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Numéro de publicationUS20040052505 A1
Type de publicationDemande
Numéro de demandeUS 10/448,255
Date de publication18 mars 2004
Date de dépôt28 mai 2003
Date de priorité28 mai 2002
Autre référence de publicationWO2003101097A1
Numéro de publication10448255, 448255, US 2004/0052505 A1, US 2004/052505 A1, US 20040052505 A1, US 20040052505A1, US 2004052505 A1, US 2004052505A1, US-A1-20040052505, US-A1-2004052505, US2004/0052505A1, US2004/052505A1, US20040052505 A1, US20040052505A1, US2004052505 A1, US2004052505A1
InventeursSubutai Ahmad, Harold Sampson, Jonathan Cohen
Cessionnaire d'origineYesvideo, Inc.
Exporter la citationBiBTeX, EndNote, RefMan
Liens externes: USPTO, Cession USPTO, Espacenet
Summarization of a visual recording
US 20040052505 A1
Résumé
The invention facilitates and/or enhances the creation and/or viewing of a summary of a visual recording. The invention can be implemented so that part or all of the creation of a visual recording summary is performed automatically, thus increasing the ease and speed with which a visual recording summary can be created. The invention can also be implemented so that clips (segments of the visual recording) of high quality and/or particular interest are selected for inclusion in a visual recording summary. Additionally, the invention can be implemented to enable synchronization of non-source audio content, such as music, to the display of clips of the visual recording summary.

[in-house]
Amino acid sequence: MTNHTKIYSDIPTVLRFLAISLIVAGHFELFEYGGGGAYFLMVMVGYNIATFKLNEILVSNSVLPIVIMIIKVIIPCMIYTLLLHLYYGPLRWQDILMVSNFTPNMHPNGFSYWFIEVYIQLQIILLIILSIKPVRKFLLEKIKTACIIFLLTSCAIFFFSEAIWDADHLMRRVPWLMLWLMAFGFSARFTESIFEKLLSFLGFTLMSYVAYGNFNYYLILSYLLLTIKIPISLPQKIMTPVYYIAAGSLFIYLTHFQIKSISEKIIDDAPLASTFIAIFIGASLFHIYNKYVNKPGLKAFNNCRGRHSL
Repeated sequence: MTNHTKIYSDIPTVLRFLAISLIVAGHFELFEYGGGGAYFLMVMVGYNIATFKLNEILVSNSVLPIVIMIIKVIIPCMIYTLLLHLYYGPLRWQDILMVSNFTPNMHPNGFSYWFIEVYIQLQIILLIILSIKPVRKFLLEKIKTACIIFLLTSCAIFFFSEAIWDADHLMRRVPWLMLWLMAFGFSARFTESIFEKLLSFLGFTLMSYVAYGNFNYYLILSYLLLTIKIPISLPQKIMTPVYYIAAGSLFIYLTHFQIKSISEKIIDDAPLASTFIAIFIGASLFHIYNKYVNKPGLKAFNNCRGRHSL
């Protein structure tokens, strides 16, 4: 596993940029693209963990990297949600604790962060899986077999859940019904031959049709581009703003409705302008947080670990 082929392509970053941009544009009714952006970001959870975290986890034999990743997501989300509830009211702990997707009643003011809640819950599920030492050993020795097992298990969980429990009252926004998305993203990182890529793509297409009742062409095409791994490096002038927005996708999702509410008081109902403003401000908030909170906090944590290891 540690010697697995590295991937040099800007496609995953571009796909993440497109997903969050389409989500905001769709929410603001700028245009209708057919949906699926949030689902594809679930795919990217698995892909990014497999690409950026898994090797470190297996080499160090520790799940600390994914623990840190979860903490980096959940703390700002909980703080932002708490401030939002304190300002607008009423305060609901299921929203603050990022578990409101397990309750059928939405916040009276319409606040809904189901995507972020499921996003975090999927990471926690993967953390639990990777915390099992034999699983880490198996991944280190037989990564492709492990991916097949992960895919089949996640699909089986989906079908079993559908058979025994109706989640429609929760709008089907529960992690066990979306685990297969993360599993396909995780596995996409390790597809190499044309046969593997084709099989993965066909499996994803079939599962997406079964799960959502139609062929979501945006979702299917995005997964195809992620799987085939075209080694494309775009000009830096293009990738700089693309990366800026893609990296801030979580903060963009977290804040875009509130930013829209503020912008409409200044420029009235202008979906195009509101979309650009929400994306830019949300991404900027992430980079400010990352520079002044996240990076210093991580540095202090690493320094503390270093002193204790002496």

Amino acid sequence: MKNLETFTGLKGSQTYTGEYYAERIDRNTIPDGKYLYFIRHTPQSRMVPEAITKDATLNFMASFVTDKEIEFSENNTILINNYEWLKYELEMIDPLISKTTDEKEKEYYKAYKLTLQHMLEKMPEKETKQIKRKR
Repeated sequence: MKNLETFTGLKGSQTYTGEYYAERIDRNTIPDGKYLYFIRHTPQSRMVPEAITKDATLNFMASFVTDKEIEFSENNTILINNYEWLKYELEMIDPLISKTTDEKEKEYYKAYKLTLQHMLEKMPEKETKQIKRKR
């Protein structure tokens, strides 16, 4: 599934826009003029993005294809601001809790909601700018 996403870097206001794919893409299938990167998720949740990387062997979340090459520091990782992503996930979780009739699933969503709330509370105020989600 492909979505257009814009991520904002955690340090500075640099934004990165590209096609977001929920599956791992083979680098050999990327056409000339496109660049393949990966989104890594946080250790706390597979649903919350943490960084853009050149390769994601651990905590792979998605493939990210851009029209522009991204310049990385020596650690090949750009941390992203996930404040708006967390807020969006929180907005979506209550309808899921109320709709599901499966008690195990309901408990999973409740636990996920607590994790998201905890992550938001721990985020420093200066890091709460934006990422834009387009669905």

Images(5)
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Revendications(34)
We claim:
1. A method for creating a summary of a visual recording, comprising the steps of:
evaluating the visual recording data of the visual recording; and
selecting one or more segments of the visual recording to be included in the summary of the visual recording, based on the evaluation of the visual recording data, wherein the selected segments of the visual recording comprise less than all of the visual recording.
2. A method as in claim 1, wherein the step of evaluating comprises the step of evaluating the quality of each of a plurality of visual images of the visual recording.
3. A method as in claim 2, wherein the step of evaluating comprises the step of evaluating the content of each of a plurality of visual images of the visual recording.
4. A method as in claim 3, wherein the step of evaluating comprises the step of evaluating the position in the visual recording of each of a plurality of visual images of the visual recording.
5. A method as in claim 2, wherein the step of evaluating comprises the step of evaluating the position in the visual recording of each of a plurality of visual images of the visual recording.
6. A method as in claim 1, wherein the step of evaluating comprises the step of evaluating the content of each of a plurality of visual images of the visual recording.
7. A method as in claim 1, wherein the step of evaluating comprises the step of evaluating the position in the visual recording of each of a plurality of visual images of the visual recording.
8. A method as in claim 1, wherein:
the step of evaluating comprises the step of identifying scenes in the visual recording; and
the step of selecting comprises the step of selecting one or more scenes to be included in the summary of the visual recording.
9. A method as in claim 8, wherein:
the step of evaluating comprises identifying the location of scenes in the visual recording; and
the step of selecting comprises selecting scenes based on the location of scenes in the visual recording.